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Etna: volcano is slowly slipping - is a tsunami looming?


Etna kept Sicily busy this year. Researchers are investigating the effects of the recent outbreaks.

Etna kept Sicily busy this year.

Researchers are investigating the effects of the recent outbreaks.

Sicily - In the past year, Mount Etna erupted several times, sometimes spectacularly. * But the volcano's great activity also has other sides besides the obvious ones that need to be considered.

The 3,350 meter high volcano on a sliding slope continues to move towards the sea year after year.

Researchers from Kiel will be investigating the question in the coming weeks as part of their “Hazelnut” expedition with the research ship “Meteor”.

Expedition leader Felix Gross tells the news portal Ntv: "We want to better understand the tsunami potential off Mount Etna *".

The team of 16 researchers started on November 21, 2021 from Emden in the Netherlands towards Sicily.

It has been known for some time that the south-eastern flank of Etna is in motion and slowly slipping into the sea.

"The whole thing just slips down".

Geophysicist Gross from the Center for Ocean and Society at Kiel University believes the most likely reason for this is gravity.

Mount Etna was built on a layer of clay that was exposed to immense pressure.

Etna eruptions: sensor data show movement of the volcano

With the help of sensors, the researchers at the University of Ocean Research in Kiel were able to determine the movement two years ago.

"The slope slides two to three centimeters a year," says geoscientist Morelia Urlaub from Geomar ntv.

Movement over water can be recorded quite easily with satellite data, but underwater research requires acoustic sensors.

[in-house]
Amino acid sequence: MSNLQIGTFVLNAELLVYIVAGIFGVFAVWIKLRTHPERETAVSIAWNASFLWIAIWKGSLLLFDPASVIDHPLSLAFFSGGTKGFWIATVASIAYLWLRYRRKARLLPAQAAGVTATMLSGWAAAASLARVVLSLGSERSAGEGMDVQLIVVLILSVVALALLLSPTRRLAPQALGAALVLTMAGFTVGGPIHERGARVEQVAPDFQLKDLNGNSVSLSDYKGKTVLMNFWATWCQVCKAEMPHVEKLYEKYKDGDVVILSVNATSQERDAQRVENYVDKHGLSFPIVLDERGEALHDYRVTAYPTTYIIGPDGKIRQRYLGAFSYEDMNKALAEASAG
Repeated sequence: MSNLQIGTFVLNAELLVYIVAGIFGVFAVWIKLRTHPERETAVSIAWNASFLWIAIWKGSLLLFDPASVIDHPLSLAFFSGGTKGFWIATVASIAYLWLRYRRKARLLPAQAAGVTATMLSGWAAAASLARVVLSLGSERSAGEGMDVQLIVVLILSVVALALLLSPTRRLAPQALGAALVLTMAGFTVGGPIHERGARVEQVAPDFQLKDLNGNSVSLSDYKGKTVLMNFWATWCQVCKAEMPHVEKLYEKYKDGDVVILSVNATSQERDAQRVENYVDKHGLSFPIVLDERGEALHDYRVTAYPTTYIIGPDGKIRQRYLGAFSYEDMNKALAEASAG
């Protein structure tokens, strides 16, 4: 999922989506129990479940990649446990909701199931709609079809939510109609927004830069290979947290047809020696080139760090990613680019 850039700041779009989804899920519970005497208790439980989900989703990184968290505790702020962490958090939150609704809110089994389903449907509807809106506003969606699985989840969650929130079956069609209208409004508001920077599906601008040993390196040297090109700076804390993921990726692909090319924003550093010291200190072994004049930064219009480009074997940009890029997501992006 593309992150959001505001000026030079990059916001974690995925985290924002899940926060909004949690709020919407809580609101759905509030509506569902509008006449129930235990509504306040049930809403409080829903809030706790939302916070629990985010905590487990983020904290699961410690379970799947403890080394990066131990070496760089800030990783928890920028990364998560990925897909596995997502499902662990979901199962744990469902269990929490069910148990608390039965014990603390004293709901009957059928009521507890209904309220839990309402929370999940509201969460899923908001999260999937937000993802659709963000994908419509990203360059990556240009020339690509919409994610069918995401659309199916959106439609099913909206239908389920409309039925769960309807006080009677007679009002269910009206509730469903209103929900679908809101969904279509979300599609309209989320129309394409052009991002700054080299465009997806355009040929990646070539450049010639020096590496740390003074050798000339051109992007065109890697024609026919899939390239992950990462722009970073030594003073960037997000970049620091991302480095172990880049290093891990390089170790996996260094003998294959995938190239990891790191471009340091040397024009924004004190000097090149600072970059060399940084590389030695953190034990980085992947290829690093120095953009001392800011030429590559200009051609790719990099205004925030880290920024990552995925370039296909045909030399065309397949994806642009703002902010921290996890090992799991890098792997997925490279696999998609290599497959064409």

"We were able to prove that the flank moves just as fast under water as it does on land," Urlaub told ntv.


The Etna volcano near Catania spews lava.

(Archive photo)

© Davide Anastasi / dpa

Since 2016, five sensors have been measuring the extent to which the flank of the volcano is drifting using such acoustic sensors.

The aim of the upcoming trip is to read out the data using a modem.

The modules should also be serviced.

The main focus of the researchers is on the effects that the increased outbreaks have on this development.

“Are we perhaps also seeing stronger movement on the ocean floor?” Asks Urlaub.

The fact that the sensors are installed during the active phase of Mount Etna is a stroke of luck for Gross.

These give special information about this time.

The sliding Etna: high risk of tsunami or just hot air?

Should smaller blocks slide down the slope from Etna, this would generate smaller waves in the Mediterranean Sea.

Expedition leader Gross told Ntv: “In this case we are talking about two or three meter high tsunamis.

But they are more like a big wind wave and maybe not even noticeable ”.

An accelerated slide would be announced early, "then we would probably see it years in advance".

This acceleration could take place tomorrow as well as in 1000 years.

There is no cause for acute concern.

Since mid-February there have been a particularly large number of small eruptions on Mount Etna in eastern Sicily.

The research team wants to remove sediment cores from the slope in order to obtain information about the seismic activities of the volcano.

So far, the researchers have assumed that the forces exerted by the rising magma on the volcanic flanks play a subordinate role in the observed phenomenon.

Ash is not only a problem for the local people.

The airport in the city of Catania at the foot of the volcano had to temporarily cease operations because the runways were dirty.


* is an offer from IPPEN.MEDIA.

List of rubric lists: © Davide Anastasi / dpa

Source: merkur

All news articles on 2021-11-25

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